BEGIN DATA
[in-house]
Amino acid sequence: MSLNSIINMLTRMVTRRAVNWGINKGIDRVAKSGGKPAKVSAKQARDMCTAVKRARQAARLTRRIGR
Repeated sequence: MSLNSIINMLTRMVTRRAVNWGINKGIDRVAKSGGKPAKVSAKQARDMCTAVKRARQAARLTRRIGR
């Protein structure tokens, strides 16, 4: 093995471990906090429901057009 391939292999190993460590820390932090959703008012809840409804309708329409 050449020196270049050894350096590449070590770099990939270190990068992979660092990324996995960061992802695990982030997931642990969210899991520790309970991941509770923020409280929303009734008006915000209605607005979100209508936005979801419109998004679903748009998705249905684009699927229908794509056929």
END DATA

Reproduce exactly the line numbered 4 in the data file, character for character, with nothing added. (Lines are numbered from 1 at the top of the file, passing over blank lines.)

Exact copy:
């Protein structure tokens, strides 16, 4: 093995471990906090429901057009 391939292999190993460590820390932090959703008012809840409804309708329409 050449020196270049050894350096590449070590770099990939270190990068992979660092990324996995960061992802695990982030997931642990969210899991520790309970991941509770923020409280929303009734008006915000209605607005979100209508936005979801419109998004679903748009998705249905684009699927229908794509056929």